Welcome to the WBW #35, Spanish Value Wines, round-up! Here are the stats for this edition. We had around 41 blogs, many with 3 or more wine reviews. It seems folks took the opportunity to buy several wines since the price range was so good. We also had a very international event, with entries from Australia, Spain, Belgium, Hong Kong, Canada, the US, and Great Britain. There were around 7 or 8 bloggers who were completely new to the event, so welcome!
Most people enjoyed their wines although a few folks, myself included, ended up with a clunker. I did a little research and it seems that the wines people enjoyed most were imported by Jorge Ordonez or Eric Solomon/European Cellars. My personal favorite was from Jorge Ordonez. So in most (but not all cases), when searching out a Spanish bargain wine, search for an importer you trust. Other wines that people seemed to love, with a different importer, are the Marques de Caceres line, including the Viura, Rosé, and Crianza.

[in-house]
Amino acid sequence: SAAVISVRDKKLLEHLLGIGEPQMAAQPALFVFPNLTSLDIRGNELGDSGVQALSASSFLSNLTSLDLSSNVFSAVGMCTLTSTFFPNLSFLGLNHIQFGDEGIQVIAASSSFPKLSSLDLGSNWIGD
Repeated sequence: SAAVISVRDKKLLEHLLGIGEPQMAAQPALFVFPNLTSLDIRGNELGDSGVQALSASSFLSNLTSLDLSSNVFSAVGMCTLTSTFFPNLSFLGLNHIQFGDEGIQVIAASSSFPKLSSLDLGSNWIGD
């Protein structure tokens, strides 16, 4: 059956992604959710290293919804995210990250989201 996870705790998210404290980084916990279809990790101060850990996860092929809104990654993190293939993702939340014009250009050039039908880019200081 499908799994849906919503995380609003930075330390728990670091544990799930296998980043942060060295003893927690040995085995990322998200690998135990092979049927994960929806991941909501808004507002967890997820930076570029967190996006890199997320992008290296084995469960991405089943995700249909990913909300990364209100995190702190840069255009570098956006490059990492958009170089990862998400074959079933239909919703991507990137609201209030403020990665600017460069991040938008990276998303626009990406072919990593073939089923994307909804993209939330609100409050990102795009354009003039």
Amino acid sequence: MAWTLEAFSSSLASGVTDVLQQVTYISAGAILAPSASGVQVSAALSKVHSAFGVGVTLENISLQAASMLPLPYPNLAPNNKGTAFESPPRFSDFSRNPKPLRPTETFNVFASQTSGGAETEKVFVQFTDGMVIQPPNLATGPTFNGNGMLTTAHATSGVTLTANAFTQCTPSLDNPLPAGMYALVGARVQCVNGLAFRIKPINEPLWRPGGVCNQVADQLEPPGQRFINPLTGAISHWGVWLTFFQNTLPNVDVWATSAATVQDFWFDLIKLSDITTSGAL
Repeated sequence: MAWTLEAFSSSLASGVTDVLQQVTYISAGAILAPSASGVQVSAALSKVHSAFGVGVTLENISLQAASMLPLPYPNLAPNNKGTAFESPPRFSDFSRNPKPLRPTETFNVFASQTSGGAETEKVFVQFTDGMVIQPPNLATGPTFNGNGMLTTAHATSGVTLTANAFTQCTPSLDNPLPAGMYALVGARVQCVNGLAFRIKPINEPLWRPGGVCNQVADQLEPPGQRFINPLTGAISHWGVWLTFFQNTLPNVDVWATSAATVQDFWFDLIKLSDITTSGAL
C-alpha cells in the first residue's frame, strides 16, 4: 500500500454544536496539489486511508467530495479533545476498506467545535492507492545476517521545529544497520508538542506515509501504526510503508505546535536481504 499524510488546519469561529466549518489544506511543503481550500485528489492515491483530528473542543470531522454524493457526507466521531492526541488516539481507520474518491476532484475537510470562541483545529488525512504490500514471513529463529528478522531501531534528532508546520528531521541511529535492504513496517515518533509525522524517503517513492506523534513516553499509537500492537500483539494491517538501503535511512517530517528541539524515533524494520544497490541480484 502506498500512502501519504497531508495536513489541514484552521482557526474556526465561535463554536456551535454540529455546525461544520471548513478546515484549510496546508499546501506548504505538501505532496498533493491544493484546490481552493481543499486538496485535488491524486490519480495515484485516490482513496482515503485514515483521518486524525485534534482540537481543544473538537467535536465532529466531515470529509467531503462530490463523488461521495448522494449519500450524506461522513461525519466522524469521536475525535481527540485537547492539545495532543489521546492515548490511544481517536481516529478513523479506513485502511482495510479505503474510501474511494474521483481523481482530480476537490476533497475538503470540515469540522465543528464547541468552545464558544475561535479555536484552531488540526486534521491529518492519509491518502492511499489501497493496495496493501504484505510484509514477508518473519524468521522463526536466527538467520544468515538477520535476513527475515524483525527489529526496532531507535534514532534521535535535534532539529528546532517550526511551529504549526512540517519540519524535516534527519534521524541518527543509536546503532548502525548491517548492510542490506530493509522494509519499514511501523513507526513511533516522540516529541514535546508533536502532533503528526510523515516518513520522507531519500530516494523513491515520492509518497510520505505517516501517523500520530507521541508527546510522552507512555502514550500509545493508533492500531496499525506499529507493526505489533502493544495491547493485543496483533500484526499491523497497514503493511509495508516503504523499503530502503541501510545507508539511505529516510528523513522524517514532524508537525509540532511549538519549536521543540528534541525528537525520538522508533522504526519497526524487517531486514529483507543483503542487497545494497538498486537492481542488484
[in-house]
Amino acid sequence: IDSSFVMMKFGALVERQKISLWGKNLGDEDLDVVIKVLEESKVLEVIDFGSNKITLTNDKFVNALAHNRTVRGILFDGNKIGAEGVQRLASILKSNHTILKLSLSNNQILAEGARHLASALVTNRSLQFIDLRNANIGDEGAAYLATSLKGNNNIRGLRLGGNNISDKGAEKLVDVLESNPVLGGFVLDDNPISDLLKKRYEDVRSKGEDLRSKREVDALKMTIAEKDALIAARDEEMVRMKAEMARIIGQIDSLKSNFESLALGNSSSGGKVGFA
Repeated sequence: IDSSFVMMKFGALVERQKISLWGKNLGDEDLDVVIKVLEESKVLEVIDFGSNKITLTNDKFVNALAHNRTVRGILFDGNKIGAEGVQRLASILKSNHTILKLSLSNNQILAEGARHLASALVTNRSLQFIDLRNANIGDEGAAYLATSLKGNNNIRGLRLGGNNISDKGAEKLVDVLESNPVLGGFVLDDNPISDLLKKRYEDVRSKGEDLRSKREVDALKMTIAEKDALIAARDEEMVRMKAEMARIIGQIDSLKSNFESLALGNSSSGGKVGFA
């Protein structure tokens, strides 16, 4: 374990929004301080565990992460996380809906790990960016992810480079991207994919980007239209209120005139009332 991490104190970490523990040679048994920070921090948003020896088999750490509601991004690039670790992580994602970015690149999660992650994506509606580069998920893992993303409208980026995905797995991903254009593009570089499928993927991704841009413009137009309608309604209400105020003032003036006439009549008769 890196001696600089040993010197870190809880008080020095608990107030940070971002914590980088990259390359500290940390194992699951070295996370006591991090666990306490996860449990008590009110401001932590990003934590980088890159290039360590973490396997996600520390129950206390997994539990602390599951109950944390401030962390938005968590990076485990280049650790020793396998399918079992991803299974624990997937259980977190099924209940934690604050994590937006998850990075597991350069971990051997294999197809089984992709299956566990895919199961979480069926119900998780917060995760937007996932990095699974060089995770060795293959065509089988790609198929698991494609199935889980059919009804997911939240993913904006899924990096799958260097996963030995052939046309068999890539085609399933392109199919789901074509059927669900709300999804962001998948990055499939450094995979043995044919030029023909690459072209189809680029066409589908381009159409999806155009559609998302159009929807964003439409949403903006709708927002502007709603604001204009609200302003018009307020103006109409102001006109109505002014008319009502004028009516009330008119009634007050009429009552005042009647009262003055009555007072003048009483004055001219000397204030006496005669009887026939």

We had more reds than whites, and fewer cavas and sherry than I anticipated. There’s a slew of wines I intend to try now. What I found to be the neatest thing about hosting, though, is my trips to all these different and new blogs. My RSS feed reader will be overloaded in the future, but I look forward to keeping up with all the new blog folks I’ve now found.
The full round-up is after the jump, organized by Whites, Reds, Mixed, and Cava, Sherry, and Rosés.
Thanks to everyone for participating! We really enjoyed hosting and look forward to